None of the characters ever changed dramatically although some did evolve. Roger arrived at a destination that was utterly him. Joan navigated a complicated world of men to discover that what she thought she wanted wasn’t right for her. And Peggy’s march into McCann Erickson is pefect, one of the finest scenes in television. This wasn’t shocking, but it was never predictable. And it was satisfying.
I could add more: Breaking Bad (speaking of “pulling the trigger”), The Americans, The Sopranos, Buffy the Vampire Slayer, The Wire, Better Call Saul, Halt and Catch Fire. The Leftovers — my gosh, what a show. Talk about knowing how to end a series. It’s probably the most emotionally satisfying hour of television I watched in 2017. There are more examples, but these shows had a plan. They knew where they had been and where they were going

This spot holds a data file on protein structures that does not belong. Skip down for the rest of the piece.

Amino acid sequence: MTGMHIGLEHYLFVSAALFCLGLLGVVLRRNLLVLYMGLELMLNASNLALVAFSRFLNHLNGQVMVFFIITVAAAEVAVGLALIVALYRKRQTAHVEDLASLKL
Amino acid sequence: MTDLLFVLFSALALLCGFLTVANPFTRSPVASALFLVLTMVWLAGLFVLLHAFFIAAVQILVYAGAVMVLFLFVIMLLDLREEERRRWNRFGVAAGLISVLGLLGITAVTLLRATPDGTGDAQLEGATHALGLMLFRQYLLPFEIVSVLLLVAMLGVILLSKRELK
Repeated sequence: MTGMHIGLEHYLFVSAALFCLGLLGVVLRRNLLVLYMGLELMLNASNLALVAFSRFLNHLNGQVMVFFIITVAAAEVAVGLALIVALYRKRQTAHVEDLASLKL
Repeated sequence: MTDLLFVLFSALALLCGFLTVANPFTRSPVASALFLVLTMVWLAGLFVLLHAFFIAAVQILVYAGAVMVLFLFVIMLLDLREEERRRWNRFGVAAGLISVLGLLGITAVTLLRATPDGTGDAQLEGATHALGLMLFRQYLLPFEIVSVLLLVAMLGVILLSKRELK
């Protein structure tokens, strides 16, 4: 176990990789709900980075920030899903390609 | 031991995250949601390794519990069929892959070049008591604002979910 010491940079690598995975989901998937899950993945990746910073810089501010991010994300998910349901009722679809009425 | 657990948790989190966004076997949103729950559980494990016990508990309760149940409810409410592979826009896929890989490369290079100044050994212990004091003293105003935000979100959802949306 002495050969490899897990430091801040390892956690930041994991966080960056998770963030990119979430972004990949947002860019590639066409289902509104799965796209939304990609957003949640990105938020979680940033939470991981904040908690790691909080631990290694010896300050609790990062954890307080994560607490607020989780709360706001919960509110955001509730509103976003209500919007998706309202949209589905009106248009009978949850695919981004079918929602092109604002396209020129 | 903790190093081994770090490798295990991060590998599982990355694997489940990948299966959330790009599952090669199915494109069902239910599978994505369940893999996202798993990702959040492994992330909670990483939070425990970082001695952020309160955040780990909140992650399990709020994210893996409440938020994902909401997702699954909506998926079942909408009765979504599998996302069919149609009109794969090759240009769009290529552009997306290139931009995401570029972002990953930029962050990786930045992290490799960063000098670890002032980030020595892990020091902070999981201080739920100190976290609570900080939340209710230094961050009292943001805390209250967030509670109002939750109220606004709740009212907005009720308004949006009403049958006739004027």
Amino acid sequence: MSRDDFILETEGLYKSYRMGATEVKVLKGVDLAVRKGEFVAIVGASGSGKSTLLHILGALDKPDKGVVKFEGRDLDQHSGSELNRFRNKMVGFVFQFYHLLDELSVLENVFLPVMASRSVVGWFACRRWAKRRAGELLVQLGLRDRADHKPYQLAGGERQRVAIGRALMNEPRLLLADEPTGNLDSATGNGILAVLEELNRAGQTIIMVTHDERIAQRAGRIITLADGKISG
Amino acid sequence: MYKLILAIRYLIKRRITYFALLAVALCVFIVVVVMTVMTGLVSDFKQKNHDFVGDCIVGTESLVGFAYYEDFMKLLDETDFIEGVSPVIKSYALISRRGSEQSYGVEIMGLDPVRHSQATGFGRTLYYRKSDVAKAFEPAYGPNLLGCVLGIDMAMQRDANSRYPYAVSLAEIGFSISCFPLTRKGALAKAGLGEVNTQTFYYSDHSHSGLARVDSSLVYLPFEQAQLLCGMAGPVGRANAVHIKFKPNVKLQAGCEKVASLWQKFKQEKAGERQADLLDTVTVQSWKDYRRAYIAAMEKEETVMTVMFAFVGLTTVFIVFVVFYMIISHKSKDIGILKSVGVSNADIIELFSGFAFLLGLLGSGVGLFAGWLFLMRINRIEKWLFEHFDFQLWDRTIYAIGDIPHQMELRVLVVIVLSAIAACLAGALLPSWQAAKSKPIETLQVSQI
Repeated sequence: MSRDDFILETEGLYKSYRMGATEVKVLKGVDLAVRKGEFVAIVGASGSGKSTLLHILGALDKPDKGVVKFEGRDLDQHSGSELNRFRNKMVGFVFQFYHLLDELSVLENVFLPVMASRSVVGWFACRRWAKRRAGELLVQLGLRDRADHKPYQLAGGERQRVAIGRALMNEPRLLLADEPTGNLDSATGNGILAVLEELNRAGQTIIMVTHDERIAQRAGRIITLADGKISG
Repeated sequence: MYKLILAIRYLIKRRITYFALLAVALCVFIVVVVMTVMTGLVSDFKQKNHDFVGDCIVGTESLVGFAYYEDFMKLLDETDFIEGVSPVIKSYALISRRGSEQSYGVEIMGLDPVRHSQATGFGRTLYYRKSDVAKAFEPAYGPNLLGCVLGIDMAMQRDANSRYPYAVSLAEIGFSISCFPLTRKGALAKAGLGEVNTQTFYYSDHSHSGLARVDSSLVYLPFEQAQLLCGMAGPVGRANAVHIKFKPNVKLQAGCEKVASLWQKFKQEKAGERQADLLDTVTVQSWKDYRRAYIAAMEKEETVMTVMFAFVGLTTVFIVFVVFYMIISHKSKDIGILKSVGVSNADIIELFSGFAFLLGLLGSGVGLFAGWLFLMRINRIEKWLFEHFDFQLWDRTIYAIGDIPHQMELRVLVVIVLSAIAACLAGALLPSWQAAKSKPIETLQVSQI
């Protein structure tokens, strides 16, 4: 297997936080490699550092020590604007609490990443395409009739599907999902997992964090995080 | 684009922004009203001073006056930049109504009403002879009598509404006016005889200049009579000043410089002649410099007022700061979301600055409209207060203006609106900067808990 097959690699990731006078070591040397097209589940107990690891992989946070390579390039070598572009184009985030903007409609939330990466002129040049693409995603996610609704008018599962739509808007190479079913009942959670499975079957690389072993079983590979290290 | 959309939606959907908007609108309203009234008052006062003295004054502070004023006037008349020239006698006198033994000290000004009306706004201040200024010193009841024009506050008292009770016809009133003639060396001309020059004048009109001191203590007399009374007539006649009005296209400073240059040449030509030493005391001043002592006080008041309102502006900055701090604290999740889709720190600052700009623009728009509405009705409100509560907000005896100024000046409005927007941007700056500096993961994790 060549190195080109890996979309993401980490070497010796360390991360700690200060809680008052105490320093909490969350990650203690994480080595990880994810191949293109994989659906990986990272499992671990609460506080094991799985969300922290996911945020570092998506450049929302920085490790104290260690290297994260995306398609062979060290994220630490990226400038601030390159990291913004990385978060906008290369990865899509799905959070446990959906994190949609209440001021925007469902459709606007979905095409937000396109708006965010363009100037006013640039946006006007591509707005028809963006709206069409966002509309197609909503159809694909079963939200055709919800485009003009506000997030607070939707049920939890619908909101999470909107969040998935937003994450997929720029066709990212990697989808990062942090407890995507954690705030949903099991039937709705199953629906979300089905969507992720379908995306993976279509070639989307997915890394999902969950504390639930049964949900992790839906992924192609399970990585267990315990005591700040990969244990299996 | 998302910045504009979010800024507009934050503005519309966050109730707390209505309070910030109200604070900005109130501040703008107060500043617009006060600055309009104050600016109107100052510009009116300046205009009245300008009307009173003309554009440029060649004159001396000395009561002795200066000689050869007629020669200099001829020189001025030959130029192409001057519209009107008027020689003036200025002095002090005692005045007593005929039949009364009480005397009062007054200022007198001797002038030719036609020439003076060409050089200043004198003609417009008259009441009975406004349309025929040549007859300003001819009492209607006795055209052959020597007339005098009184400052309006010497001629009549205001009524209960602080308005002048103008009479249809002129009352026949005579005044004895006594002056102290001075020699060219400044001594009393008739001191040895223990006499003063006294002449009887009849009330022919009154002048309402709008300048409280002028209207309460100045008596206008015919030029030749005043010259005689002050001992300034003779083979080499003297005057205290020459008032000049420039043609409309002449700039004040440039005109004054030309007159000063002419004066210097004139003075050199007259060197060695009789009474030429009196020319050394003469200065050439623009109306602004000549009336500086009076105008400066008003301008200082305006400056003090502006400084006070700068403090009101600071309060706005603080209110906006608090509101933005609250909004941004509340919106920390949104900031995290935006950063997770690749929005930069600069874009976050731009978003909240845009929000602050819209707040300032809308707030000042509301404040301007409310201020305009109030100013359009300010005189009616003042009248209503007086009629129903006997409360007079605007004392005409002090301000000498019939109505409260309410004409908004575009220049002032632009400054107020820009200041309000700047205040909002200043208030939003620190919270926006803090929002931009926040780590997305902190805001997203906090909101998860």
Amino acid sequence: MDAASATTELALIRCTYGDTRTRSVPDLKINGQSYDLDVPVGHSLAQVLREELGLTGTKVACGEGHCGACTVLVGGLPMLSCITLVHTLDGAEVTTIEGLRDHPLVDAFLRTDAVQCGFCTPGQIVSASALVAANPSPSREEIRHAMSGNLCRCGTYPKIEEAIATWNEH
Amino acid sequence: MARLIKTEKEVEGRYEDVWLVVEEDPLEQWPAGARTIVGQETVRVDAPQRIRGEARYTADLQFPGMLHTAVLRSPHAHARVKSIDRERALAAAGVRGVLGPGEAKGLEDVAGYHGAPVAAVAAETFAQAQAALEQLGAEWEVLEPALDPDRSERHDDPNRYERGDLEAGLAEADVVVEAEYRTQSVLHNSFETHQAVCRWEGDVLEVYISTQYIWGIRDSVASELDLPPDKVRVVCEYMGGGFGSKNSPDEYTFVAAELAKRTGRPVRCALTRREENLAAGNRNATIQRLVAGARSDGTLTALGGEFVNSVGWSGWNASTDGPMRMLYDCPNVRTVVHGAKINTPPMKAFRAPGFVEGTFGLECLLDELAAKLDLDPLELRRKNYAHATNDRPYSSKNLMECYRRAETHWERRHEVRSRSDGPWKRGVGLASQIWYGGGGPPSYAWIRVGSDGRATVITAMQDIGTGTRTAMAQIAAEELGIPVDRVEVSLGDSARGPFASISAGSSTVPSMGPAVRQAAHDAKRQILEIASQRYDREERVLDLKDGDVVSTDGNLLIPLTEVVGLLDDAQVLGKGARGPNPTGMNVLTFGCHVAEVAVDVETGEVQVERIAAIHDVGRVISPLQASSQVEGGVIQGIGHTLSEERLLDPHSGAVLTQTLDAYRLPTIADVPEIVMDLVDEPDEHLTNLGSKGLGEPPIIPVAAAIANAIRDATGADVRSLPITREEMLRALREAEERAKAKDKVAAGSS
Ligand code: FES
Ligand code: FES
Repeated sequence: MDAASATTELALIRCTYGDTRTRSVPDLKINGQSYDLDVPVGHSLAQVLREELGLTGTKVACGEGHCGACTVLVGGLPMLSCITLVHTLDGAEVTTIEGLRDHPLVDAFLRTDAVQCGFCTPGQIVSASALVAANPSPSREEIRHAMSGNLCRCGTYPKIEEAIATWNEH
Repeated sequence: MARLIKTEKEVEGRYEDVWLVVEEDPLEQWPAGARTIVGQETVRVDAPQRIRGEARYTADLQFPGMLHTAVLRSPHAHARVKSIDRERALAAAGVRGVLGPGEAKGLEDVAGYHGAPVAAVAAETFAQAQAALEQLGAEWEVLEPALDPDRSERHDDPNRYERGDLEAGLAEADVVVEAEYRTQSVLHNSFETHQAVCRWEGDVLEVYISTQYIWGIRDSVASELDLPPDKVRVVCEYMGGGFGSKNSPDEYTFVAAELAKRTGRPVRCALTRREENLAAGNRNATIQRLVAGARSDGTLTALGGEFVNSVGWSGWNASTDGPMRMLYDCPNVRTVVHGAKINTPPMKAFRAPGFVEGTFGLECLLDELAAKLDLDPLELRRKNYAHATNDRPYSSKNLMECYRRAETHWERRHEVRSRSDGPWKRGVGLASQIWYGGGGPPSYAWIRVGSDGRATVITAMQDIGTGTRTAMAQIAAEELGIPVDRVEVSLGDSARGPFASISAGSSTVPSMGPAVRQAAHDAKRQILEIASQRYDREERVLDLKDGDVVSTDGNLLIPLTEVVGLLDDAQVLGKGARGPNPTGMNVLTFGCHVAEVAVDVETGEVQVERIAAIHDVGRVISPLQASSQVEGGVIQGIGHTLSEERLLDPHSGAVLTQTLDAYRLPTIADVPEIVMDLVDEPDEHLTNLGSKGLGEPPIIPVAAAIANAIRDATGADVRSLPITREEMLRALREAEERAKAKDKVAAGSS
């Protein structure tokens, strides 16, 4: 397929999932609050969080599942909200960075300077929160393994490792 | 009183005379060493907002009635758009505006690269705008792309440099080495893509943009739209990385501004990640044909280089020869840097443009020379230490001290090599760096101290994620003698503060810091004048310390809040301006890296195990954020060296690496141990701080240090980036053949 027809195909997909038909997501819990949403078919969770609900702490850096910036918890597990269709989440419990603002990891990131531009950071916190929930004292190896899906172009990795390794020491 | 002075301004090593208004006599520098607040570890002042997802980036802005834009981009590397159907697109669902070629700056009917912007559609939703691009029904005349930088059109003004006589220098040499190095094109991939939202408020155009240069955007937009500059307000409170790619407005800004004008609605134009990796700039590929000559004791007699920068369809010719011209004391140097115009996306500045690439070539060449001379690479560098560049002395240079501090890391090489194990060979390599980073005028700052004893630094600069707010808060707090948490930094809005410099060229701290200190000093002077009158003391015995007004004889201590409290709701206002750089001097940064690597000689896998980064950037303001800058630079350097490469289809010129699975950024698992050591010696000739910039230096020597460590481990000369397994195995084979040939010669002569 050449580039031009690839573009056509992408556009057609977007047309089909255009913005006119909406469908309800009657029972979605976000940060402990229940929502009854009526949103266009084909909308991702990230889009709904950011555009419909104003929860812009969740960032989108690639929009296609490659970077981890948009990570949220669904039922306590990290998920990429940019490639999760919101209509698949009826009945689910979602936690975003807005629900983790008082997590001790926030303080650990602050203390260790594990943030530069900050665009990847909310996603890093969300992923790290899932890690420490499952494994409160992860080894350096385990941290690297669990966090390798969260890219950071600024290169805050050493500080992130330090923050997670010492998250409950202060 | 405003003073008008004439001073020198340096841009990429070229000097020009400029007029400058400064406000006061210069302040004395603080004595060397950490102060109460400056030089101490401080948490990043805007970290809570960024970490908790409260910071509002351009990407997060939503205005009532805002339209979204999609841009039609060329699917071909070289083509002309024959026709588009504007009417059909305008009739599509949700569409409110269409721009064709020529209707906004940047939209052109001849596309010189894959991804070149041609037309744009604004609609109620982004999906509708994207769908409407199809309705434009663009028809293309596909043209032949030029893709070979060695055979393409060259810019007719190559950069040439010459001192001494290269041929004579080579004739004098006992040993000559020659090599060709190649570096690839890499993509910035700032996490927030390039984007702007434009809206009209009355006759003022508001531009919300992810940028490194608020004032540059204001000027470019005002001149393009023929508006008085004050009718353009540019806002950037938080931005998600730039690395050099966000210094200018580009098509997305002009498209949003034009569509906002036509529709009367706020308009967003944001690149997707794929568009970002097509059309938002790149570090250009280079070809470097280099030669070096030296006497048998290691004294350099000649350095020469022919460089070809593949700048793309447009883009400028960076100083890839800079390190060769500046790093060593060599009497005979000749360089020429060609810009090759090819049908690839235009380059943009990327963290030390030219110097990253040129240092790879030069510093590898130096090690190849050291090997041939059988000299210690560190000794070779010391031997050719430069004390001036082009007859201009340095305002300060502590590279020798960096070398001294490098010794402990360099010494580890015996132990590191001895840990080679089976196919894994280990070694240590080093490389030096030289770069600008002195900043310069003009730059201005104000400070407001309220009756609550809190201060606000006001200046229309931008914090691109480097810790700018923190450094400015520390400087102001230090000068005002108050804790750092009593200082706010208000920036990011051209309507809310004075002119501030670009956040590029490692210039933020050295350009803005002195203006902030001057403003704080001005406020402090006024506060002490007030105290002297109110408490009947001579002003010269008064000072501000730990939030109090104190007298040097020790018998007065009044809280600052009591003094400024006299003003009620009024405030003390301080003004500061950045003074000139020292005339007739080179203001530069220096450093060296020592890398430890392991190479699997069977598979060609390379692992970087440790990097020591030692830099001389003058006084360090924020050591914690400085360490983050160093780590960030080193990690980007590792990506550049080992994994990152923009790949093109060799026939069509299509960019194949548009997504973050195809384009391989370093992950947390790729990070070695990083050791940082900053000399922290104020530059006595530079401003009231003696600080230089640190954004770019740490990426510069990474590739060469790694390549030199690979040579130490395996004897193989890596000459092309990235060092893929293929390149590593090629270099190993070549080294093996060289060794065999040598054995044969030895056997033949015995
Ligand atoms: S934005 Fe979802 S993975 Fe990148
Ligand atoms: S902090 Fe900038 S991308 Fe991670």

Knight’s comments about “shock” explain a lot. They explain why Tommy is suddenly going into politics. Where exactly did that come from? Who knows? But it was shocking, right? Me, I’m about a good story — not a writer who’s decided to measure the effectiveness of his narrative by its ability to “traumatize” an audience. (I also don’t think Knight understands how television works and the power of the episode as a unit.)
I think, maybe, that’s why the first two series of Peaky Blinders were so good. They made sense within their storyworlds. It made sense that Grace would leave and that Tommy would toss a coin and choose to stay. It made sense that Tommy would have that stunning moment kneeling beside an empty grave. What a fine moment, every bit of it. I wasn’t shocked, but I was engaged. And it made sense based on everything that had come before and the characters that I knew.
I had lots of problems with Series 4, but the final scene didn’t leave me “shocked.” It left me rolling my eyes and saying, “Where the hell did that come from?” That’s not good storytelling. It’s throwing stuff at the wall and hoping something sticks.
Publication Date: 6 January 2018